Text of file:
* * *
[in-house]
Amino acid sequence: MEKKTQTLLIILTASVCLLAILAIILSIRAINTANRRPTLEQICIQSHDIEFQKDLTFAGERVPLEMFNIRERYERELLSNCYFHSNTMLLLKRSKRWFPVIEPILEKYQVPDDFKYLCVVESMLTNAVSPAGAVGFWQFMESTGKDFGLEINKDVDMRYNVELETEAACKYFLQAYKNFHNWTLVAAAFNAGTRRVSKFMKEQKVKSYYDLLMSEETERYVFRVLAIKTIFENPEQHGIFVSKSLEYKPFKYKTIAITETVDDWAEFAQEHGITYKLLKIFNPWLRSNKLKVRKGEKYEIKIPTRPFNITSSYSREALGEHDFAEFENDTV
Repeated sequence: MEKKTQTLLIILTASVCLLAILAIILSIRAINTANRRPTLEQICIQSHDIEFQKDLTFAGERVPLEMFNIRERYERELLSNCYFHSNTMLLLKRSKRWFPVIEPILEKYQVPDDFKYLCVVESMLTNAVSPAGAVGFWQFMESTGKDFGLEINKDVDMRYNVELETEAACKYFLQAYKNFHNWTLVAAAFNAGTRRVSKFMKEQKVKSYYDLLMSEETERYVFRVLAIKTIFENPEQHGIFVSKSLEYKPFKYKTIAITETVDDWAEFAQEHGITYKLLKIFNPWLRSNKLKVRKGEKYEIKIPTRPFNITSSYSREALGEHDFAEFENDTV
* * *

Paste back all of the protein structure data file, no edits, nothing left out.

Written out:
[in-house]
Amino acid sequence: MEKKTQTLLIILTASVCLLAILAIILSIRAINTANRRPTLEQICIQSHDIEFQKDLTFAGERVPLEMFNIRERYERELLSNCYFHSNTMLLLKRSKRWFPVIEPILEKYQVPDDFKYLCVVESMLTNAVSPAGAVGFWQFMESTGKDFGLEINKDVDMRYNVELETEAACKYFLQAYKNFHNWTLVAAAFNAGTRRVSKFMKEQKVKSYYDLLMSEETERYVFRVLAIKTIFENPEQHGIFVSKSLEYKPFKYKTIAITETVDDWAEFAQEHGITYKLLKIFNPWLRSNKLKVRKGEKYEIKIPTRPFNITSSYSREALGEHDFAEFENDTV
Repeated sequence: MEKKTQTLLIILTASVCLLAILAIILSIRAINTANRRPTLEQICIQSHDIEFQKDLTFAGERVPLEMFNIRERYERELLSNCYFHSNTMLLLKRSKRWFPVIEPILEKYQVPDDFKYLCVVESMLTNAVSPAGAVGFWQFMESTGKDFGLEINKDVDMRYNVELETEAACKYFLQAYKNFHNWTLVAAAFNAGTRRVSKFMKEQKVKSYYDLLMSEETERYVFRVLAIKTIFENPEQHGIFVSKSLEYKPFKYKTIAITETVDDWAEFAQEHGITYKLLKIFNPWLRSNKLKVRKGEKYEIKIPTRPFNITSSYSREALGEHDFAEFENDTV